7 – What do you see the current role of the writer being in larger culture? Does s/he even have one? What do you think the role of the writer should be?
The writer’s medium is language. The role of writers? To use language thoughtfully. To attempt to get out from under the inherent binary nature of language. To challenge. To point out how language is being used around the world to oppress human beings. To undermine troubling dominate discursive practices.

8 - Do you find the process of working with an outside editor difficult or essential (or both)?
I have not had a difficult time with either CustomWords or Stockport Flats Press. Work with Stockport Flats was an amazing experience. The editor, Lori Anderson Moseman, is creative, meticulous and brilliant. There was much back and forth, all of which I was grateful for with Elements in terms of layout, design and accuracy.

9 - What is the best piece of advice you've heard (not necessarily given to you directly)?

10 - What kind of writing routine do you tend to keep, or do you even have one? How does a typical day (for you) begin?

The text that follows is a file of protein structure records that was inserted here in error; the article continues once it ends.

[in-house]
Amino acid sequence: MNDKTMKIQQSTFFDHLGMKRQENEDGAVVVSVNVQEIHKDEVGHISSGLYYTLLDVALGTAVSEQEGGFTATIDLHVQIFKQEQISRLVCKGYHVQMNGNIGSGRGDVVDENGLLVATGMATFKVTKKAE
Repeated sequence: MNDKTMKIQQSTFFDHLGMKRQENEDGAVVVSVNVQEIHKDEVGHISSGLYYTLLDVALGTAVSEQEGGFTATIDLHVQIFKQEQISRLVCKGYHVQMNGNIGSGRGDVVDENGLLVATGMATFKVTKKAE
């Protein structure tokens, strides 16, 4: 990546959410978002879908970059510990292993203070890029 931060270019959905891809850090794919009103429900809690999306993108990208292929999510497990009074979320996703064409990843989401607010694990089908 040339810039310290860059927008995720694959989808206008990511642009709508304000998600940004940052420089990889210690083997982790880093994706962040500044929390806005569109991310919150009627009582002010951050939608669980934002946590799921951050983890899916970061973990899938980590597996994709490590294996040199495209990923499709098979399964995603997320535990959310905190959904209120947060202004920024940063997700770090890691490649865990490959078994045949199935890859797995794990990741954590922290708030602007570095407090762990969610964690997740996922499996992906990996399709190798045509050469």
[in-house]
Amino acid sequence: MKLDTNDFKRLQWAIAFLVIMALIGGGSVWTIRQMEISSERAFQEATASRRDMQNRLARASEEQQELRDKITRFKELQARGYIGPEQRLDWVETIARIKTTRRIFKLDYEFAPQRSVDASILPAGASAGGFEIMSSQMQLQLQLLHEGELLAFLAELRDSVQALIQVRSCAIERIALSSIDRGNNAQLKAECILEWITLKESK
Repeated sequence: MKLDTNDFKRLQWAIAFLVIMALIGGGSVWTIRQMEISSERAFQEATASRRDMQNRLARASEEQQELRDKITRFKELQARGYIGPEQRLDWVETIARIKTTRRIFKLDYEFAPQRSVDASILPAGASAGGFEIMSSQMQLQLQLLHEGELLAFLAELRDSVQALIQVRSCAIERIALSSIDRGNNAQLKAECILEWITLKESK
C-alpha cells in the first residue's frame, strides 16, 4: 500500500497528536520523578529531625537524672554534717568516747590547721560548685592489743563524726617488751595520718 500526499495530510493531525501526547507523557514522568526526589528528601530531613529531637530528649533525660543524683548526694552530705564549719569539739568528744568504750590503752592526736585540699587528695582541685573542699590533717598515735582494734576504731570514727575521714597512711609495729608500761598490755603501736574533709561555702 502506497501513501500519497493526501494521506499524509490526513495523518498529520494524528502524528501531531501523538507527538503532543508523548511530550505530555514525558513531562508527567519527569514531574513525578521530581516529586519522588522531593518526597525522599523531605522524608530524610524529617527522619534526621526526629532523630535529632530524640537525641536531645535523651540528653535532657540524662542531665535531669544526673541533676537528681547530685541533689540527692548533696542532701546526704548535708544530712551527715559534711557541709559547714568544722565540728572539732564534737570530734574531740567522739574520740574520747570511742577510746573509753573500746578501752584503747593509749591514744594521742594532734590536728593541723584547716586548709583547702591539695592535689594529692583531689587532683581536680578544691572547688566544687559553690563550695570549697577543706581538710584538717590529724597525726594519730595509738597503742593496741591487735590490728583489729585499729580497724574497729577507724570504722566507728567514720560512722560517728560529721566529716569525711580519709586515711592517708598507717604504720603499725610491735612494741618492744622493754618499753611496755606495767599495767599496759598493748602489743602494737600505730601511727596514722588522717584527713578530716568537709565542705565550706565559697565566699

During the school year, I make every effort to block out a couple of mornings to write. During the summer and during holidays, I generally try to arrange a block of time away from email, Facebook, etc. to devote myself to whatever writing project on which I’m working. Last year I had a writing residency, and for the past several years I have been in Port Townsend during the Port Townsend Writer’s Workshop. Both spaces in the northwest have proved to be very productive spaces for me. My best mornings begin immediately in writing. I work best in that twilight space between dreaming and waking.

11 - When your writing gets stalled, where do you turn or return for (for lack of a better word) inspiration?